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# My Recursion

Ranch Hand
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I was doing a recursive assignment for my class, and came up with the following code...

I was told that this is indeed recursive, but there is a better way to do it. I wasn't given any hints or anything, and Im not sure what I need to do to make it better...

Any hints?

Rancher
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Originally posted by Ryan Waggoner:
I was doing a recursive assignment for my class, and came up with the following code...

I was told that this is indeed recursive, but there is a better way to do it. I wasn't given any hints or anything, and Im not sure what I need to do to make it better...

Any hints?

It turns out that there is indeed another way, and it is quite beautiful when you see how it works.

Just a hint to get you started:

If you want say x^7, what you are doing now is
x * x^6, which in turn becomes x * x * x^5 and so on.

Instead, you may note that 7 = 4 + 2 + 1, so that
(x^2)^2 * (x^2) * x would also get you the same result.

hope this helps,
- Anand

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I think you should return the result of each recursive call:

Rob Spoor
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Originally posted by Anand Hariharan:
It turns out that there is indeed another way, and it is quite beautiful when you see how it works.

Just a hint to get you started:

If you want say x^7, what you are doing now is
x * x^6, which in turn becomes x * x * x^5 and so on.

Instead, you may note that 7 = 4 + 2 + 1, so that
(x^2)^2 * (x^2) * x would also get you the same result.

hope this helps,
- Anand

This is just as efficient as the original method, as in the end you'll still perform x * x * x * x * x * x * x. I don't call that better, just more esotheric

Ryan Waggoner
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That's wonderful, thank you both...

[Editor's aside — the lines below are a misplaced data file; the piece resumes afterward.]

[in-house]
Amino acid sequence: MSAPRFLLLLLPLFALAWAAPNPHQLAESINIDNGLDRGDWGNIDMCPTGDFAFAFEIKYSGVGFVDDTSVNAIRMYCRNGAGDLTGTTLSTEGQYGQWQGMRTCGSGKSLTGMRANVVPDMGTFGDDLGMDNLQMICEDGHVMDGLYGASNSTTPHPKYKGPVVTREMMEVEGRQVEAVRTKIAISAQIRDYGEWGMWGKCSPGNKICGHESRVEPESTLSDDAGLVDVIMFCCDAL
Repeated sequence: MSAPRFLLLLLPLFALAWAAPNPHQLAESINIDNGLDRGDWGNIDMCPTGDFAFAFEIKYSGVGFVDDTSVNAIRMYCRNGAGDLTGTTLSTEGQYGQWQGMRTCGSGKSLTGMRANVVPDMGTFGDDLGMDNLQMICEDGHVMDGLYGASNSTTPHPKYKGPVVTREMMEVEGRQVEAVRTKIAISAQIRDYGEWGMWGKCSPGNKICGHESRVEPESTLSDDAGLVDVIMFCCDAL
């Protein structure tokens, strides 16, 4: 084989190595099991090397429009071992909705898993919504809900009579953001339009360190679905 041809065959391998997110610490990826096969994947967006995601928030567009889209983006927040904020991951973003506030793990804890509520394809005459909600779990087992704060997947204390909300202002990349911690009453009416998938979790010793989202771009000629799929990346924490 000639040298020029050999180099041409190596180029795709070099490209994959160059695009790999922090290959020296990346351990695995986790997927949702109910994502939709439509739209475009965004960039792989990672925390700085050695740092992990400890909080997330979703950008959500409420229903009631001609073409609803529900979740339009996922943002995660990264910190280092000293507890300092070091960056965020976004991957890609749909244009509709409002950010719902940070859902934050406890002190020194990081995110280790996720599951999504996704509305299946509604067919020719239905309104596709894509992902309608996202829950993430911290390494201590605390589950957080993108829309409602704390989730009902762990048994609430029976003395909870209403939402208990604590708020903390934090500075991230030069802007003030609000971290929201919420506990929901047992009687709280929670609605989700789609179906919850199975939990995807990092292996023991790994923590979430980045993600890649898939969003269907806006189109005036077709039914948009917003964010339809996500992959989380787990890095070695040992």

Another question if I can...

When a recursive method calls itself... I am having kind of a hard time understanding what is going on, in terms of memory. Every time it calls itself, it runs the method in a different space in memory?

Wanderer
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[Rob']: This is just as efficient as the original method, as in the end you'll still perform x * x * x * x * x * x * x. I don't call that better, just more esotheric

I don't think that's correct. The original method would require six multiplications to calculate x^7, whereas what Anand suggests would require only four. And x^8 would require only three.

Jim Yingst
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[Ryan]: When a recursive method calls itself... I am having kind of a hard time understanding what is going on, in terms of memory. Every time it calls itself, it runs the method in a different space in memory?

Well, a slightly different space, usually immediately adjacent to where it ws running the last method. The general area in memory where methods are run is called the stack. As a simple model, think of a desk, initially empty. whenever you start a new method, you lay down a new piece of paper to write on. When you finish the method, you remove the paper, and go back to what you were doing on the previous piece of paper. It works the same way whether a method calls a different method, or the same method.

 Consider Paul's rocket mass heater.